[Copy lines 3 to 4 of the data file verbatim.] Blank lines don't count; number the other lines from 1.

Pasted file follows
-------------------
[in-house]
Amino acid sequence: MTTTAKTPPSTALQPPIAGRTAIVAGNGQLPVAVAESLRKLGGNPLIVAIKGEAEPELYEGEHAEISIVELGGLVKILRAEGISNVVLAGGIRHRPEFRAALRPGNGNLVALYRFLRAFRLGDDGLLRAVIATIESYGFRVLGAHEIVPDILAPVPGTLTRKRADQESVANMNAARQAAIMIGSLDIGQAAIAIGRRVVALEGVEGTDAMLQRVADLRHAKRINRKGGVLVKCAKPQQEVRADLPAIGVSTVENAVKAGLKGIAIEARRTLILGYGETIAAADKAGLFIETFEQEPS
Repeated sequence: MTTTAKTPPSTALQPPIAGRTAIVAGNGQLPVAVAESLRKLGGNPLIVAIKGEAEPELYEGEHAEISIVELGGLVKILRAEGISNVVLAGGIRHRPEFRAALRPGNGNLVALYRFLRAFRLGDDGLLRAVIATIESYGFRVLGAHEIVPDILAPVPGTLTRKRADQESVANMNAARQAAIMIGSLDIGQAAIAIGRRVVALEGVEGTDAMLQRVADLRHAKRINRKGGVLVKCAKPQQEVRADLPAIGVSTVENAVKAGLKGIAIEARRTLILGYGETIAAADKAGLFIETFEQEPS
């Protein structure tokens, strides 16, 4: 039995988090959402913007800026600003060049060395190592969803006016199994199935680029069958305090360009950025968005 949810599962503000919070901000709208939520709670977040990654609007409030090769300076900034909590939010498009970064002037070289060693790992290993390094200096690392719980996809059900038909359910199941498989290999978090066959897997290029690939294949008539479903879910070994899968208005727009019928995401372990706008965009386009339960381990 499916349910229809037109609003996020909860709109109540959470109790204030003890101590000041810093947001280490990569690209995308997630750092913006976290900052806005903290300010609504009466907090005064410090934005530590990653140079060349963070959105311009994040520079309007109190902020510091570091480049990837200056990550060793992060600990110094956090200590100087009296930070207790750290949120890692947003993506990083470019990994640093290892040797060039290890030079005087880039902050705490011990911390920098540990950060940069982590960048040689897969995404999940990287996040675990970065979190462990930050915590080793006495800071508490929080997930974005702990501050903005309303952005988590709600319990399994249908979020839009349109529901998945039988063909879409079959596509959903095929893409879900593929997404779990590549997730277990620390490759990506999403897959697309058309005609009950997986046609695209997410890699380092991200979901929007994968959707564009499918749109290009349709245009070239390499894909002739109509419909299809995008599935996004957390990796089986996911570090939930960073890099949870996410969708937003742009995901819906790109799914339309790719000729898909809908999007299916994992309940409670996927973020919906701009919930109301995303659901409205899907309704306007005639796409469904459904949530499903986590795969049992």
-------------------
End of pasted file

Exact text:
Repeated sequence: MTTTAKTPPSTALQPPIAGRTAIVAGNGQLPVAVAESLRKLGGNPLIVAIKGEAEPELYEGEHAEISIVELGGLVKILRAEGISNVVLAGGIRHRPEFRAALRPGNGNLVALYRFLRAFRLGDDGLLRAVIATIESYGFRVLGAHEIVPDILAPVPGTLTRKRADQESVANMNAARQAAIMIGSLDIGQAAIAIGRRVVALEGVEGTDAMLQRVADLRHAKRINRKGGVLVKCAKPQQEVRADLPAIGVSTVENAVKAGLKGIAIEARRTLILGYGETIAAADKAGLFIETFEQEPS
């Protein structure tokens, strides 16, 4: 039995988090959402913007800026600003060049060395190592969803006016199994199935680029069958305090360009950025968005 949810599962503000919070901000709208939520709670977040990654609007409030090769300076900034909590939010498009970064002037070289060693790992290993390094200096690392719980996809059900038909359910199941498989290999978090066959897997290029690939294949008539479903879910070994899968208005727009019928995401372990706008965009386009339960381990 499916349910229809037109609003996020909860709109109540959470109790204030003890101590000041810093947001280490990569690209995308997630750092913006976290900052806005903290300010609504009466907090005064410090934005530590990653140079060349963070959105311009994040520079309007109190902020510091570091480049990837200056990550060793992060600990110094956090200590100087009296930070207790750290949120890692947003993506990083470019990994640093290892040797060039290890030079005087880039902050705490011990911390920098540990950060940069982590960048040689897969995404999940990287996040675990970065979190462990930050915590080793006495800071508490929080997930974005702990501050903005309303952005988590709600319990399994249908979020839009349109529901998945039988063909879409079959596509959903095929893409879900593929997404779990590549997730277990620390490759990506999403897959697309058309005609009950997986046609695209997410890699380092991200979901929007994968959707564009499918749109290009349709245009070239390499894909002739109509419909299809995008599935996004957390990796089986996911570090939930960073890099949870996410969708937003742009995901819906790109799914339309790719000729898909809908999007299916994992309940409670996927973020919906701009919930109301995303659901409205899907309704306007005639796409469904459904949530499903986590795969049992």